A friend of mine, the incredible adventurer Jon Turk, once told me a story that has long stuck in my head. He was kayaking somewhere in the Pacific ocean (Jon had kayaked from Japan to Alaska, and won Nat Geo adventurer of the year for his Ellesmere circumnavigation), between some islands, eating eggs as he paddled over the swell, as he had for weeks and weeks. The eggs were scavenged from nests as they hopped islands, but on this day he found a rotten one, and so tossed it into the dark sea. The second the egg hit the water a shark shot up from below the kayak and snapped up the egg, a shark that had no doubt been swimming under Jon all day, perhaps all week, maybe even ever since the journey began.
This month has been, like so many months of late, a month of death, and near death. The passing of my friend Ben, out of the blue, and the passing of people I’d only met a few times, this time into the blue. It’s also been a month of emails and news that make me ask questions about mortality and what it’s all about.
Last week I got this email from one of my best, and fittest mates, the kind of email that makes you want to see them as soon as you can, plan a trip, not simply let the friendship drift on by:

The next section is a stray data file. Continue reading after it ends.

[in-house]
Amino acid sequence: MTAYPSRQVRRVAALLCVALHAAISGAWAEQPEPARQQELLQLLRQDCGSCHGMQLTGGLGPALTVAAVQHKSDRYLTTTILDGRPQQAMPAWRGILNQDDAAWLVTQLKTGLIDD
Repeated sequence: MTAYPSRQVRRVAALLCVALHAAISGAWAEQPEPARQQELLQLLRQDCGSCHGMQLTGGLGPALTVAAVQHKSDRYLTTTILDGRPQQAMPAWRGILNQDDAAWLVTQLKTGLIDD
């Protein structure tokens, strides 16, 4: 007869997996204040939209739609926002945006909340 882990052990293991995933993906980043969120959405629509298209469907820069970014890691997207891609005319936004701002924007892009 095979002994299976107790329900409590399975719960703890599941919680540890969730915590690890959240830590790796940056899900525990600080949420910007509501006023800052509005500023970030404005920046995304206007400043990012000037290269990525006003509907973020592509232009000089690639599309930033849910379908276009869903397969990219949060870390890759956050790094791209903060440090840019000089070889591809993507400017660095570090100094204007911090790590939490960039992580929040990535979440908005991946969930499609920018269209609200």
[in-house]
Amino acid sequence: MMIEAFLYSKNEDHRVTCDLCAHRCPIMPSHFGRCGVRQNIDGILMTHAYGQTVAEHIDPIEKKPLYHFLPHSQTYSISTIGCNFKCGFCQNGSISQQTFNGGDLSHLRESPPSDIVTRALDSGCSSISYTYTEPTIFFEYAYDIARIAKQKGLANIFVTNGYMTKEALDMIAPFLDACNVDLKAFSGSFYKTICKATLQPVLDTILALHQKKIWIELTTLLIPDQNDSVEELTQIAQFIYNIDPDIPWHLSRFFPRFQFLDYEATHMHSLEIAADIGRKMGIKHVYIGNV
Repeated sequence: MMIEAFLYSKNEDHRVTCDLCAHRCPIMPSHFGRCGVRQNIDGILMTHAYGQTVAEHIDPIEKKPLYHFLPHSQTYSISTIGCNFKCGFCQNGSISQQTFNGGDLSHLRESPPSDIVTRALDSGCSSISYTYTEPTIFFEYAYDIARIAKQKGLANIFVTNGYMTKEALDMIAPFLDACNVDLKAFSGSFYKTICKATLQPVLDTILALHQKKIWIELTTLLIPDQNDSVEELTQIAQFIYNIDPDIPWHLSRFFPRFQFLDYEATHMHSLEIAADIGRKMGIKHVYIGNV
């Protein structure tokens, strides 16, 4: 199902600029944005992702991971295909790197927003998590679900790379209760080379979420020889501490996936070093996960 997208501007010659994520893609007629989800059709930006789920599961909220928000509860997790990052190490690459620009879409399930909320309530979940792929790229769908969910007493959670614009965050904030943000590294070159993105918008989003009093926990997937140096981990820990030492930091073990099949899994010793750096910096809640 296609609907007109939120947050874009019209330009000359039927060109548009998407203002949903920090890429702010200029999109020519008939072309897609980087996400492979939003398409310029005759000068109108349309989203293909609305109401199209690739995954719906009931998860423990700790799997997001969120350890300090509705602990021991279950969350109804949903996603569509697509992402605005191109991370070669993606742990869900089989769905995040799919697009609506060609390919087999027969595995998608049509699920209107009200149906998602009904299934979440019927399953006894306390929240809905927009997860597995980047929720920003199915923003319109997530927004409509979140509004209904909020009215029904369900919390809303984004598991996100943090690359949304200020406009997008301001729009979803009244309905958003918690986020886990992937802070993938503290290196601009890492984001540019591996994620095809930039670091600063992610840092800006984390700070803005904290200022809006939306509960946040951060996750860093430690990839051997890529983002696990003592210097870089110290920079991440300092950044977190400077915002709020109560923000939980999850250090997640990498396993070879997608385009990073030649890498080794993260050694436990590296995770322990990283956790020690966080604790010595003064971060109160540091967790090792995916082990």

Get this little story. Last week I ended up in Raigmore to get two stents in one of my coronary arteries. Basically, it was nearly totally blocked. No wonder I was getting funny chest pains I had been ignoring all year. I was a walking massive angina attack that could well have been fatal given the sort of things I get up to for a living or pleasure. Not sure I have really clocked how lucky I have been. This month has been a bit weird, to say the least. I can feel my heart is somehow better but I am not pushing things at the moment (never did anyway!!). Just born with the sort of genes that clog arteries up basically. I need to keep taking the pills now to give me a chance of seeing sixty (gulp!)
Then yesterday someone emailed me about someone I’d slowly grown to really hate (well it felt like hate), a kind of irrational hate I seemed unable to defuse with old memories that were good, or with simple logic that hate only hurts the hater. No matter how kindly my thoughts began, soon, along a bitter and twisted path, I’d find myself nose pressed hard against the hate for her. But then - in an email - I’m told she’s in hospital - and just like that - I only feel the worry that they’re OK, seeing that forgiveness and compassion are the only keys I have to open the door to let out that hate.